Some friends who meditate told me about the movie Into Great Silence, which follows the Carthusian monks of the Grande Chartreuse in the French Alps. As I barely stop talking you can bet they weren't telling me about its depiction of the silent lifestyle of the monks as something of interest, but because there is footage of them making the famous liqueur Chartreuse.
So I rented the movie and the bonus disc on Netflix. I fell asleep watching the main disc (twice!) and didn't see anything about the liqueur. But on the bonus disc, which you can rent separately and skip all the chanting, there is about ten minutes focusing on making Chartreuse.
In it, a monk goes about weighing dried herbs. You can see about four of them but I couldn't identify them. It was a combination of dried leaves, flowers, some seed stuff, and some roots. If I had the time I'd do screen caps and we'd play "guess the herb."
The monk then grinds them together and places them into a sack. He then hands them off to the distillery where other people distil them. I'm assuming much of the secret of Chartreuse comes from this combination of herbs, roots, bark, etc. that is delivered to the distillers already ground up so they can't guess what the components are.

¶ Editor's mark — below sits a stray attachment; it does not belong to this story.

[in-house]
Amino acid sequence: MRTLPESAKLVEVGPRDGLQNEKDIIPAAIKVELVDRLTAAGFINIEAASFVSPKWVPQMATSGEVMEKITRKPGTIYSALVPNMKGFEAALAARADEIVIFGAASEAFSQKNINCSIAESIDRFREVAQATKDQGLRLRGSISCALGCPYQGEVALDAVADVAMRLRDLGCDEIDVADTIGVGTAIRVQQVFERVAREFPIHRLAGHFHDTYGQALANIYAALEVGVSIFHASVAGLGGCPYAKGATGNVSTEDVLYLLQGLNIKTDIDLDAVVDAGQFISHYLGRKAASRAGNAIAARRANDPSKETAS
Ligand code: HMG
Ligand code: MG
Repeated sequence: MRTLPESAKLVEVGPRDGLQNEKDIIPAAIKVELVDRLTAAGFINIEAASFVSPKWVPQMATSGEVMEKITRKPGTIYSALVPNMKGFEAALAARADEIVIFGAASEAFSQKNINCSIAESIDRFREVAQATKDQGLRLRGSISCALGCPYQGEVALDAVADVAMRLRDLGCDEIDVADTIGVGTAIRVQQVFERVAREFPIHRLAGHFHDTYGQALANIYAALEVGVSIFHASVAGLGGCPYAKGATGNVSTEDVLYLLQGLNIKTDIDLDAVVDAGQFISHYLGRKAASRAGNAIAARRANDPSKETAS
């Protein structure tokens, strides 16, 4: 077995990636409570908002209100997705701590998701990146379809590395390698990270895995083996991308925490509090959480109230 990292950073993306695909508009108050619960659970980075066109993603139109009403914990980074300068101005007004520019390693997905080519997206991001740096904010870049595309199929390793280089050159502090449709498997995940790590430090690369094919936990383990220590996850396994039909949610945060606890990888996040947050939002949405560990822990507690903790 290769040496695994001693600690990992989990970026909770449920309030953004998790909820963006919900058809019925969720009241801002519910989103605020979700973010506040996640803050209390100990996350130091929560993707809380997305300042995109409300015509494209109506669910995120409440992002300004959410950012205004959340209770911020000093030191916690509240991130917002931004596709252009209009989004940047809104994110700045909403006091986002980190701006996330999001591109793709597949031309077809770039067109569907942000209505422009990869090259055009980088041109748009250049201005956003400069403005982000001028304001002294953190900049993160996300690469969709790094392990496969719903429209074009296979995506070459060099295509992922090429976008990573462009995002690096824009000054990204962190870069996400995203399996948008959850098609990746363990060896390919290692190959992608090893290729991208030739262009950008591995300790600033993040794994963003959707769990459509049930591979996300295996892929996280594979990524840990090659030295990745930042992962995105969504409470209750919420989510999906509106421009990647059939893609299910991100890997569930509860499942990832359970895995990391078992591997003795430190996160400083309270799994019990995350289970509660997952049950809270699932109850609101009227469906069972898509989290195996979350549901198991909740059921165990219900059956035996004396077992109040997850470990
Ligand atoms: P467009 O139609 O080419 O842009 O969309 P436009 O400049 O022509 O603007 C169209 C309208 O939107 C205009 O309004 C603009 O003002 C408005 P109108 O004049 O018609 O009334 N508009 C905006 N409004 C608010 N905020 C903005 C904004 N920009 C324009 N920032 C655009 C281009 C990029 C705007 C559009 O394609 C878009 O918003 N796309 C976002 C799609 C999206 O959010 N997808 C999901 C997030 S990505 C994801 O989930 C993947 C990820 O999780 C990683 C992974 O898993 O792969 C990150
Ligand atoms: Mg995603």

The monk interviewed in the story says there are 130 plants used to make Chartreuse but, "There is no need to seek to know more," about the production, because they aren't telling.
However, the film then goes on to reveal more: The ground plants are infused in alcohol, water is added, then this is distilled. The distillate, which would be clear at that point, then undergoes seven or eight macerations with more plants that give it its characteristic color.
I believe they said it takes a month to make a batch of Chartreuse. No wonder the stuff is expensive.
The liquid is then sent to the cellar, where it ages first in large vats, then in smaller ones. The liquids are then reblended and sold.
I know of a few people who have visited the Chartreuse facility but apparently you don't get to see the monks; just the aging vats. I'm not sure what else, but I do still want to go in person one day. This film was a little peek behind the curtain to see what happens before it goes into the barrel.